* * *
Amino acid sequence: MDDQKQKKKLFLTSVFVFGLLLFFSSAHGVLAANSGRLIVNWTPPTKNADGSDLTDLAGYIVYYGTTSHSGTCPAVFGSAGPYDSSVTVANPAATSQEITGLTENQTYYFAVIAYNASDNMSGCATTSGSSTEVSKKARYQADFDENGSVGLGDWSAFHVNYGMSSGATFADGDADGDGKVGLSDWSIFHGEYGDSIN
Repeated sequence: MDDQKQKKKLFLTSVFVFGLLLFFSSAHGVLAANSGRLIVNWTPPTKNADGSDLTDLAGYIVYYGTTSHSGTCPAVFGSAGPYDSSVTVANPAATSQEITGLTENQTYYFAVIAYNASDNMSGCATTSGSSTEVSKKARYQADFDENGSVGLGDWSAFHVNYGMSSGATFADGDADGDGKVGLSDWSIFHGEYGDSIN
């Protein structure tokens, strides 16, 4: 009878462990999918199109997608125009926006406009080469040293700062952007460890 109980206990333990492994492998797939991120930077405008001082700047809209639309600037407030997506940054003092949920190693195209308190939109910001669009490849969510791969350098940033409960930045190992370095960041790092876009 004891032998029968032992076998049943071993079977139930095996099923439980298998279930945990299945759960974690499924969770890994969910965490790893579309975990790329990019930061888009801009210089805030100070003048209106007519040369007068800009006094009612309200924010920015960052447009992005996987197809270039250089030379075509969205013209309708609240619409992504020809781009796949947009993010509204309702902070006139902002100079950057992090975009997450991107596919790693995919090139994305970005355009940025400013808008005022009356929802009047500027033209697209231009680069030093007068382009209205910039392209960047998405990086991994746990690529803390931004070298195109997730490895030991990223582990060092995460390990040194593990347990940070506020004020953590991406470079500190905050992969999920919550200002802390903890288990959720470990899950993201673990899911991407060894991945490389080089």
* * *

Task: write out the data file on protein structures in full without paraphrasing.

Amino acid sequence: MDDQKQKKKLFLTSVFVFGLLLFFSSAHGVLAANSGRLIVNWTPPTKNADGSDLTDLAGYIVYYGTTSHSGTCPAVFGSAGPYDSSVTVANPAATSQEITGLTENQTYYFAVIAYNASDNMSGCATTSGSSTEVSKKARYQADFDENGSVGLGDWSAFHVNYGMSSGATFADGDADGDGKVGLSDWSIFHGEYGDSIN
Repeated sequence: MDDQKQKKKLFLTSVFVFGLLLFFSSAHGVLAANSGRLIVNWTPPTKNADGSDLTDLAGYIVYYGTTSHSGTCPAVFGSAGPYDSSVTVANPAATSQEITGLTENQTYYFAVIAYNASDNMSGCATTSGSSTEVSKKARYQADFDENGSVGLGDWSAFHVNYGMSSGATFADGDADGDGKVGLSDWSIFHGEYGDSIN
């Protein structure tokens, strides 16, 4: 009878462990999918199109997608125009926006406009080469040293700062952007460890 109980206990333990492994492998797939991120930077405008001082700047809209639309600037407030997506940054003092949920190693195209308190939109910001669009490849969510791969350098940033409960930045190992370095960041790092876009 004891032998029968032992076998049943071993079977139930095996099923439980298998279930945990299945759960974690499924969770890994969910965490790893579309975990790329990019930061888009801009210089805030100070003048209106007519040369007068800009006094009612309200924010920015960052447009992005996987197809270039250089030379075509969205013209309708609240619409992504020809781009796949947009993010509204309702902070006139902002100079950057992090975009997450991107596919790693995919090139994305970005355009940025400013808008005022009356929802009047500027033209697209231009680069030093007068382009209205910039392209960047998405990086991994746990690529803390931004070298195109997730490895030991990223582990060092995460390990040194593990347990940070506020004020953590991406470079500190905050992969999920919550200002802390903890288990959720470990899950993201673990899911991407060894991945490389080089």